We start this article with two questions. Firstly, how fast is your current home internet connection? Secondly, is it full fibre broadband?
If your inability to answer those two questions comes as a surprise, you’re not alone.
The broadband market is a mysterious place, full of words like ‘ultrafast’, ‘hyperfast’ and ‘superfast’. Then there’s full fibre, part-fibre, Fibre to the Cabinet…
No wonder consumers are confused. And no wonder Ofcom is currently consulting on whether to narrow the definition of the term ‘full fibre’.
For now, the ongoing terminology debate rumbles on without a definitive answer from the regulators.
Here’s how most agencies – including BroadbandDeals – define full fibre broadband.
Optic nervous tension
Until the advent of fibre optic cabling, internet data was carried into our homes along the same copper lines used for telephone calls.
That’s why, in the 1990s, going online involved dialling into the internet while tying up the house phone.
By contrast, fibre optic cables are purpose-made for transporting the binary bits of data that comprise all internet content and communications.
Those cables typically start out at data centres and servers, extending cross-country or along the seabed towards local pavement-mounted exchanges.
These exchanges may transfer data to copper phone lines, resulting in moderately fast connections known as Fibre to the Cabinet, where speeds average between 30 and 65Mbps.
(Mbps is an abbreviation of megabits per second, or million bits per second).
Some ISPs would describe this as ‘fibre’ broadband, or ‘hybrid fibre’, or ‘part fibre’. That’s factually accurate, yet it infers a speed that’s often lacking in reality.
That’s especially true when you remember FTTC connections are asymmetric; data downloads faster than it uploads.
This is a problem if you regularly create digital content, send large emails or rely on cloud-hosted storage services like Microsoft OneDrive and Dropbox.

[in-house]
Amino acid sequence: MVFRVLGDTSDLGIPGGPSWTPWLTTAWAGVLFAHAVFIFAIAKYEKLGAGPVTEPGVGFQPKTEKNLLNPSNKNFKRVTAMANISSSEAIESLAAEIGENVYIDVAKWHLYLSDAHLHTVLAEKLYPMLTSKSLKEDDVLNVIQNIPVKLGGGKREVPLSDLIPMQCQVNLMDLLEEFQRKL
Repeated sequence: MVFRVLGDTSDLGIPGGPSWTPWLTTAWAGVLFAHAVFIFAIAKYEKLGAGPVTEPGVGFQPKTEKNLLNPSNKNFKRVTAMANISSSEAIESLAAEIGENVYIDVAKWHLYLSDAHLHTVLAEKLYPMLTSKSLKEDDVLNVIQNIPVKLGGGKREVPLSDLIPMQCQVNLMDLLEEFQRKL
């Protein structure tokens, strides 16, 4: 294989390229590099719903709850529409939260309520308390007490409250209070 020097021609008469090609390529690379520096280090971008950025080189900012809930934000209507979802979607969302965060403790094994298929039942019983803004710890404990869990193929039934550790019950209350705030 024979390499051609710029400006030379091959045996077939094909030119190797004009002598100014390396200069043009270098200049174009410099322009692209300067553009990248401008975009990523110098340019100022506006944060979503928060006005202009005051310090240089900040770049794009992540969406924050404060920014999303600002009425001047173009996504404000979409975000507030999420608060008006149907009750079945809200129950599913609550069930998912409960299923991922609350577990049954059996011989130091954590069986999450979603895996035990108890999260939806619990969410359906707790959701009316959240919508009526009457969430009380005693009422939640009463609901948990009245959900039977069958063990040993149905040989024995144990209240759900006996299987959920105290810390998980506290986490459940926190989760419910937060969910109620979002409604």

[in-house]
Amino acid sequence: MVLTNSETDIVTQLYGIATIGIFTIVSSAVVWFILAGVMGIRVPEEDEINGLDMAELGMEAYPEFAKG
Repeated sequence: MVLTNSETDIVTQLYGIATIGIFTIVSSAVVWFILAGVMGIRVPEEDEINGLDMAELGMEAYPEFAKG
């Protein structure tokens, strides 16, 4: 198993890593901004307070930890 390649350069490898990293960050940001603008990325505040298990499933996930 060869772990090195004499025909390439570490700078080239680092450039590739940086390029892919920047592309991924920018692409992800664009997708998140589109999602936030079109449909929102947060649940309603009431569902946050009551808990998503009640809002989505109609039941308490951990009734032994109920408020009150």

Plus, the lack of server-to-screen fibre cabling means it’s basically incorrect to describe these slower connections as fibre broadband.
Are you full?
Ofcom is proposing that the only broadband services which can be called full fibre broadband should be those where fibre optic cables extend directly between exchanges and homes.
Needless to say, some of the UK’s larger ISPs are unimpressed by this suggestion.
Ofcom’s conclusions will be published imminently, but there is likely to be strong pushback against any attempts to include an implementation period of less than six to nine months.
In the meantime, consumers on FTTC connections may continue to believe they already have full fibre broadband, even though there might be connections 30 times faster available to them.
That’s not significant if you’re a light internet user, but FTTC contracts often struggle with larger family units, 4K streaming, HMOs, immersive online gaming and regular uploads.
Changing permitted advertising definitions to exclusively cover to-the-premises fibre internet would improve consumer understanding of this unnecessarily complex industry